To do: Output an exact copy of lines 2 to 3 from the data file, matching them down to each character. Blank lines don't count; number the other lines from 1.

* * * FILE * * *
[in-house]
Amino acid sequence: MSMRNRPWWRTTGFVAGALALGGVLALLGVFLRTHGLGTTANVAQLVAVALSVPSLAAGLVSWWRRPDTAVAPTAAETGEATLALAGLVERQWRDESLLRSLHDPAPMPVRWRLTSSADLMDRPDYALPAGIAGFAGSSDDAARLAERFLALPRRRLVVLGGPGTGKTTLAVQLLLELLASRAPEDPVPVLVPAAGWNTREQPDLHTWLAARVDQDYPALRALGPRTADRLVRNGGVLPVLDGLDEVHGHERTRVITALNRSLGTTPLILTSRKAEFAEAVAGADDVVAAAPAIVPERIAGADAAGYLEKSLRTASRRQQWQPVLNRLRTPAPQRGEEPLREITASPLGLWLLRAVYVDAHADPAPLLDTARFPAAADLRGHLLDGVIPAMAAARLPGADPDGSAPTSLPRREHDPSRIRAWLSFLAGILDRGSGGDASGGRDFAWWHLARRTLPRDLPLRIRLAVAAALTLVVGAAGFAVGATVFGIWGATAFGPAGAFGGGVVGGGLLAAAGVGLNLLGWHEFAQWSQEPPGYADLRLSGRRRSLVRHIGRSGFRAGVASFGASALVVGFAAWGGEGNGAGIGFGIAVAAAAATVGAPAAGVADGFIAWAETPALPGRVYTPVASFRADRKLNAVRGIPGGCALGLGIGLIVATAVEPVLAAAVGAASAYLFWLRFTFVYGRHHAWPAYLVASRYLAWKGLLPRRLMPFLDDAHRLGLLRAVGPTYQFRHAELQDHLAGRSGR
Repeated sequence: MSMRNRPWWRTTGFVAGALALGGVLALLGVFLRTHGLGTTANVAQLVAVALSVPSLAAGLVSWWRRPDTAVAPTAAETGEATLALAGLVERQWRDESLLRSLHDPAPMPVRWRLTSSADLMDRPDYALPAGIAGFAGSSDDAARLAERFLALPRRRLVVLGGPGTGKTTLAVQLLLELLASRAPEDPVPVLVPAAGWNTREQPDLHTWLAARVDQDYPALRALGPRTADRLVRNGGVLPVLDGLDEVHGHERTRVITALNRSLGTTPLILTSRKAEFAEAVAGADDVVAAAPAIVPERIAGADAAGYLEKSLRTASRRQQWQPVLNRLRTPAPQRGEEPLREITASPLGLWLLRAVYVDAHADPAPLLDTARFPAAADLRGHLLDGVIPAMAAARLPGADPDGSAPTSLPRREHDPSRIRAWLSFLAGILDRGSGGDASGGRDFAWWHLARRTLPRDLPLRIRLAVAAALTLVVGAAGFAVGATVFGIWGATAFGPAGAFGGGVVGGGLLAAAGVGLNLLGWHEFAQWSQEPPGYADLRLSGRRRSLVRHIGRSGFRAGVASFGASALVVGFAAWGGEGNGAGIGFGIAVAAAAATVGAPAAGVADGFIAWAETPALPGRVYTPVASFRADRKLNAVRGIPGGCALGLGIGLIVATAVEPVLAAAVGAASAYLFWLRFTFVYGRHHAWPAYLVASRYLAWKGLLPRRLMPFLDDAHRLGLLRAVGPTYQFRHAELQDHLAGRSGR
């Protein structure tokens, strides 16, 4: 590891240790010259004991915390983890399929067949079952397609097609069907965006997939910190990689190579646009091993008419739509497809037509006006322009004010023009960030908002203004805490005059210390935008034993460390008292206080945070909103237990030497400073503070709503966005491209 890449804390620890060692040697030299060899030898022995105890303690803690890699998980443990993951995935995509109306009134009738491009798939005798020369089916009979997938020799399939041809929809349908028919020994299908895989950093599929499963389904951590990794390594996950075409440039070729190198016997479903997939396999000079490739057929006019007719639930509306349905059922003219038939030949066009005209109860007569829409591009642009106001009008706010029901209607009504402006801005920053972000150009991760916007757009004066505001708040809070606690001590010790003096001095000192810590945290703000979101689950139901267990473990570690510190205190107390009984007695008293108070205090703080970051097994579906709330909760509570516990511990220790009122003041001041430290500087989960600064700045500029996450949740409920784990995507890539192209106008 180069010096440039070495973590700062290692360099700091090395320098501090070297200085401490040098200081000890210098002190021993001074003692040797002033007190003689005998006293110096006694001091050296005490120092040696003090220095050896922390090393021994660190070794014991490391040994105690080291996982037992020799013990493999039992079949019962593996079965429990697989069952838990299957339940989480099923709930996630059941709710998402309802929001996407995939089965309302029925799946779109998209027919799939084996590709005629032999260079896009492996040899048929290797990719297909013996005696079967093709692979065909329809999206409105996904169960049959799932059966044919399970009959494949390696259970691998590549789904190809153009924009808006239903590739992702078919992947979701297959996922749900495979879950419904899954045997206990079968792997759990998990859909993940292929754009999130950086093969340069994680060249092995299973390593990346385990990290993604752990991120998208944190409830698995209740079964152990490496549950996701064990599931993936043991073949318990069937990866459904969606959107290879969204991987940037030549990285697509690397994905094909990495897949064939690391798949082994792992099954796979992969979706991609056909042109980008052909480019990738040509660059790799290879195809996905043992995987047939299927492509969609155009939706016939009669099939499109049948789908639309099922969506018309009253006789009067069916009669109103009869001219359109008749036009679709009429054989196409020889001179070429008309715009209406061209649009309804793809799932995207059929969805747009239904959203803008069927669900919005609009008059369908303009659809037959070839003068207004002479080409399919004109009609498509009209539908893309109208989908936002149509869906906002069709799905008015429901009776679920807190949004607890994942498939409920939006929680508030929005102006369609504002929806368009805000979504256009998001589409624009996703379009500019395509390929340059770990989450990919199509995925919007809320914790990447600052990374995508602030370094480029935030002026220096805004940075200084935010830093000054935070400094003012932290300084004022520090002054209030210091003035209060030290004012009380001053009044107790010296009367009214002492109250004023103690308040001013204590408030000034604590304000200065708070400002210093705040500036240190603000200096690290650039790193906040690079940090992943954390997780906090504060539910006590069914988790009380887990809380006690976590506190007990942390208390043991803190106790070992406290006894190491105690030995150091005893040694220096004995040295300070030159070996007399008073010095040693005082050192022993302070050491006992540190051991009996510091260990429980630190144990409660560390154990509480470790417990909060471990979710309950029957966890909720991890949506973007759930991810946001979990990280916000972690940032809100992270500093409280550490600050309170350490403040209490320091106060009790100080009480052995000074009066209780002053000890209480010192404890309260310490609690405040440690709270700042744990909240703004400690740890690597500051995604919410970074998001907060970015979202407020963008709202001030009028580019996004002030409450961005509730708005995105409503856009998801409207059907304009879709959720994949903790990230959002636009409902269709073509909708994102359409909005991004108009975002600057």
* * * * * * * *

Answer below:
Amino acid sequence: MSMRNRPWWRTTGFVAGALALGGVLALLGVFLRTHGLGTTANVAQLVAVALSVPSLAAGLVSWWRRPDTAVAPTAAETGEATLALAGLVERQWRDESLLRSLHDPAPMPVRWRLTSSADLMDRPDYALPAGIAGFAGSSDDAARLAERFLALPRRRLVVLGGPGTGKTTLAVQLLLELLASRAPEDPVPVLVPAAGWNTREQPDLHTWLAARVDQDYPALRALGPRTADRLVRNGGVLPVLDGLDEVHGHERTRVITALNRSLGTTPLILTSRKAEFAEAVAGADDVVAAAPAIVPERIAGADAAGYLEKSLRTASRRQQWQPVLNRLRTPAPQRGEEPLREITASPLGLWLLRAVYVDAHADPAPLLDTARFPAAADLRGHLLDGVIPAMAAARLPGADPDGSAPTSLPRREHDPSRIRAWLSFLAGILDRGSGGDASGGRDFAWWHLARRTLPRDLPLRIRLAVAAALTLVVGAAGFAVGATVFGIWGATAFGPAGAFGGGVVGGGLLAAAGVGLNLLGWHEFAQWSQEPPGYADLRLSGRRRSLVRHIGRSGFRAGVASFGASALVVGFAAWGGEGNGAGIGFGIAVAAAAATVGAPAAGVADGFIAWAETPALPGRVYTPVASFRADRKLNAVRGIPGGCALGLGIGLIVATAVEPVLAAAVGAASAYLFWLRFTFVYGRHHAWPAYLVASRYLAWKGLLPRRLMPFLDDAHRLGLLRAVGPTYQFRHAELQDHLAGRSGR
Repeated sequence: MSMRNRPWWRTTGFVAGALALGGVLALLGVFLRTHGLGTTANVAQLVAVALSVPSLAAGLVSWWRRPDTAVAPTAAETGEATLALAGLVERQWRDESLLRSLHDPAPMPVRWRLTSSADLMDRPDYALPAGIAGFAGSSDDAARLAERFLALPRRRLVVLGGPGTGKTTLAVQLLLELLASRAPEDPVPVLVPAAGWNTREQPDLHTWLAARVDQDYPALRALGPRTADRLVRNGGVLPVLDGLDEVHGHERTRVITALNRSLGTTPLILTSRKAEFAEAVAGADDVVAAAPAIVPERIAGADAAGYLEKSLRTASRRQQWQPVLNRLRTPAPQRGEEPLREITASPLGLWLLRAVYVDAHADPAPLLDTARFPAAADLRGHLLDGVIPAMAAARLPGADPDGSAPTSLPRREHDPSRIRAWLSFLAGILDRGSGGDASGGRDFAWWHLARRTLPRDLPLRIRLAVAAALTLVVGAAGFAVGATVFGIWGATAFGPAGAFGGGVVGGGLLAAAGVGLNLLGWHEFAQWSQEPPGYADLRLSGRRRSLVRHIGRSGFRAGVASFGASALVVGFAAWGGEGNGAGIGFGIAVAAAAATVGAPAAGVADGFIAWAETPALPGRVYTPVASFRADRKLNAVRGIPGGCALGLGIGLIVATAVEPVLAAAVGAASAYLFWLRFTFVYGRHHAWPAYLVASRYLAWKGLLPRRLMPFLDDAHRLGLLRAVGPTYQFRHAELQDHLAGRSGR